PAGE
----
Caution around asbestos – Andrew Mackie-Smith

What do you do when you go to renovate a property and it has asbestos in it or you think it might have asbestos? What do you do, how do you go about it, how costly can it be, and what are your obligations with that?   Building inspector Andrew Mackie-Smith from Building Pro steps in to answer those questions.
Kevin:  What do you do when you go to renovate a property and it has asbestos in it or you think it might have asbestos? What do you do, how do you go about it, how costly can it be, and what are your obligations with that?
Joining me to talk about this, a building inspector of some note who’s been a regular guest on our show. I’m talking to Andrew Mackie-Smith from BuildingPro.
Andrew, thank you so much for your time. Andrew, of course, is the author of a great book called Building Success. It’s available in most good bookstores, I think, Andrew, isn’t it?
Andrew:  Yes, some good bookstores, but definitely on Amazon, Kevin.
Kevin:  Oh, good. Okay, you can get it on Amazon. It’s a great book because it goes into a lot of detail about some very basic issues to do with building. One of those is asbestos. As I said in the opening, what do you do when you think you might have a property that has asbestos in it?
Andrew, I know this is a concern for many people. How do we go about finding out if we do have asbestos in there, and what should do we do about it?
Andrew:  There are some simple tests you can do as a home-owner. You can do what’s called a tap test where you tap on the sheeting. Most asbestos in homes in Australia are bound up in cement sheet products. This is the corrugated AC roofing and the sheeting that’s used as cladding internally and externally. It’s also used in backing of vinyl tiles and other areas.
But on the sheeting for ceilings, walls, etc., you can generally do a tap test. You tap on it with a sharp object, like the back of a screwdriver or just your knuckles. If it’s a very hard, sharp sound, that can indicate that it is asbestos and not the regular sheeting. You can also do small scratch tests.
But I would advise people not to do those rudimentary tests and to just go for a professional asbestos audit. It costs about $500. Have it done and find out for sure.
Kevin:  One thing that worries me about the tap test and that scratch test is that with asbestos, you have to be very careful with how you handle it, and it should be wet first, because those asbestos fibers are what cause all the damage, Andrew, aren’t they?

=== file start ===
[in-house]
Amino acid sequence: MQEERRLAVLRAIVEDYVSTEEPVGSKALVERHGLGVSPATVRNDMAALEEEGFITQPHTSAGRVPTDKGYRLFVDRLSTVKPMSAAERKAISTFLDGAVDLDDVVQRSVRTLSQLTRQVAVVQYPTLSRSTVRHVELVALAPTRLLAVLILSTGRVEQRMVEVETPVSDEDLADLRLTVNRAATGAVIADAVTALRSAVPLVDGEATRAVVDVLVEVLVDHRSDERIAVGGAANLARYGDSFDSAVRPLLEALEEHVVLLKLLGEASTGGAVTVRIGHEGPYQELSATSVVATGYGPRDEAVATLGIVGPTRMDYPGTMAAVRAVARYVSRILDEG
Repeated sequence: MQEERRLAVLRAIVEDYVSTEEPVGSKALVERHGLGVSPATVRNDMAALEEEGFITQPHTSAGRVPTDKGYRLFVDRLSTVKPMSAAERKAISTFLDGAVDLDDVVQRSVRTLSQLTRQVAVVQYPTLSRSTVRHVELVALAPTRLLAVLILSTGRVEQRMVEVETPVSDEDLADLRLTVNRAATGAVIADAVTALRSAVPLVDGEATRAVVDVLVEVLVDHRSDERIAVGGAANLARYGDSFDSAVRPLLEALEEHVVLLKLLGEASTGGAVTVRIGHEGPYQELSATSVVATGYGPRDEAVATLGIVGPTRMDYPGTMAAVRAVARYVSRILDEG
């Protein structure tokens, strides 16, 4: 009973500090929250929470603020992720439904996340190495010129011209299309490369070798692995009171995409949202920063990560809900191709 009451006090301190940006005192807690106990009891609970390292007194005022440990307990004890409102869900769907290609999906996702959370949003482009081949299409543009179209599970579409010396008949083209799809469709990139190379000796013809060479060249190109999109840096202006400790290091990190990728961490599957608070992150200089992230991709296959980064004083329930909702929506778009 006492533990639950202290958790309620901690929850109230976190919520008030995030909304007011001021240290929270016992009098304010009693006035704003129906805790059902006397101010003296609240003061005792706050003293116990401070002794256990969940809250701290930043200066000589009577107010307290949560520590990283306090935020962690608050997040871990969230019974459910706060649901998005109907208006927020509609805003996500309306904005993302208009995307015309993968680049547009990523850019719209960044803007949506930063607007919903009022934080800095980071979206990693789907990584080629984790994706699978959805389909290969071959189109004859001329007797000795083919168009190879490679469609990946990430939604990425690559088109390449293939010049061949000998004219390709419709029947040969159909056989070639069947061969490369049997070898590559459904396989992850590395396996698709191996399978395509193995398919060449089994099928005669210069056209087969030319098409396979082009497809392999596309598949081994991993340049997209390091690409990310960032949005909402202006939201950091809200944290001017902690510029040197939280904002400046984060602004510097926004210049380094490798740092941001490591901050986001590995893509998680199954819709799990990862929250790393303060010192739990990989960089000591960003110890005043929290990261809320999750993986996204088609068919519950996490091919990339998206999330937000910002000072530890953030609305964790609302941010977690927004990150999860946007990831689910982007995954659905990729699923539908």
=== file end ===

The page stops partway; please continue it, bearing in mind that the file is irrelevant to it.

Andrew:  Absolutely. There’s a lot of sensationalism about asbestos and the risks of it, Kevin. At the end of the day, the worldwide medical research is that if you’re exposed and inhale only a few fibers, it’s an incredibly low risk. But if you inhale a lot of fibers over a long period of time, like an industrial type of exposure, then that’s obviously a high risk. Much like, say, exposure to cigarette smoke or something, the higher the exposure the more risk. So, we don’t want to sensationalize the risk.
Most products in homes are safe if the asbestos is bound up in a sheet. If it’s lose – like if it’s in insulation – that’s a risk and dangerous, and that should be professionally removed. It’s important – as you mentioned – not to cut it, drill it or do anything to mechanically abrade the surface so that you get dust, because it’s breathing in that asbestos dust that’s a danger.
When we talk about a scratch test, yes, you moisten the area and just give it a light little scratch. That’s not really any significant risk of exposure to a person in doing that test.
But you can get laboratory tests done. It costs about $60 for each sample, and if you go online, you can find labs and they will describe how you can safely take a sample and send it off to their labs through the post – that’s legit – and get it tested.
Kevin:  Yes, I suppose just Google would be the best place to start, and if you really want to go to the full extent and you have a house and you’re not quite sure, you can always get the audit that Andrew mentioned as well. That’s an asbestos audit.
My advice is to take all precautions when you’re dealing with it and to make sure you do your homework.
Andrew, thank you for joining us and updating us on asbestos. Thank you very much for your time.
Andrew:  Thanks, Kevin. Thanks for having me on the show. Cheers.

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